Our eyes are extremely forgiving about color balance — most scenes look fine, whether the source of light is sunlight, cloudy sky, tungsten, fluorescent — even if these light sources are mixed. But cameras are not forgiving. If you shoot in RAW mode you can simply choose the color later in computer — but only if the light sources are not mixed. (With JPEG you can still shift the color in computer later, but that brings along some quality issues.)
Understanding color balance is another area that separates many professionals from amateurs. It is not that tricky: if you shoot with reddish light, you get reddish pictures, which maybe you can fix in computer. But if you shoot with mixed reddish and blueish light, it is hard to fix both colors later.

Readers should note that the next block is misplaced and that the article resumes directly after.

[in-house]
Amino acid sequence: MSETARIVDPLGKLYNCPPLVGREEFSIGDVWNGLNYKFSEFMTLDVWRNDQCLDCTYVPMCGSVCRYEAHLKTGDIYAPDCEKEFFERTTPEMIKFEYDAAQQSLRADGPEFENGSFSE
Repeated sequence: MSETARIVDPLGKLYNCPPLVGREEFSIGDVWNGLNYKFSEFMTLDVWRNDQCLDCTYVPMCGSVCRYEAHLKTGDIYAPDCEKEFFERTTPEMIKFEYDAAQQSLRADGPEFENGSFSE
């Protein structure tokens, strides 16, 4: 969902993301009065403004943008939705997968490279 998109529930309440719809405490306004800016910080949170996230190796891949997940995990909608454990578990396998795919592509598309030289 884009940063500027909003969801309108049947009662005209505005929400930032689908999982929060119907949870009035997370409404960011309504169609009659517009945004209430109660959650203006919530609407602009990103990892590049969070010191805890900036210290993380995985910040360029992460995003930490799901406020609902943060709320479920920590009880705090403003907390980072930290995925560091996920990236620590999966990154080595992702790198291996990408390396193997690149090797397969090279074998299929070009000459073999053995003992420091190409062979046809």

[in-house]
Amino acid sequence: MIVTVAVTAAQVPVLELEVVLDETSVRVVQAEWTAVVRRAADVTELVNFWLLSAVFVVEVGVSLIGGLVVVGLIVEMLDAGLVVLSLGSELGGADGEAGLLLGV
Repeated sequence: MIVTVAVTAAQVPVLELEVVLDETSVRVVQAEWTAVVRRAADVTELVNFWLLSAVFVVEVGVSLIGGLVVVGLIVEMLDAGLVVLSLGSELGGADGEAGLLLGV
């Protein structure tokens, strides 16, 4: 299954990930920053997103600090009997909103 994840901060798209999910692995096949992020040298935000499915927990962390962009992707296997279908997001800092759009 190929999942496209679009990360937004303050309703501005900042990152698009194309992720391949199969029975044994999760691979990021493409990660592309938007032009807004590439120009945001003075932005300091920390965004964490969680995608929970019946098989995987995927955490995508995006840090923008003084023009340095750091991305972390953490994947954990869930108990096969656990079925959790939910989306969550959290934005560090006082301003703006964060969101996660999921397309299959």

It can be very useful to shoot something gray or white — especially if there is nothing else in the photo that you can identify as neutral. I carry around a little gray plastic card to check color, and I use it, though not often enough.
Bottom Line: Be aware of the differences in colors of light. Use them as a creative tool, or fix the problem with gels.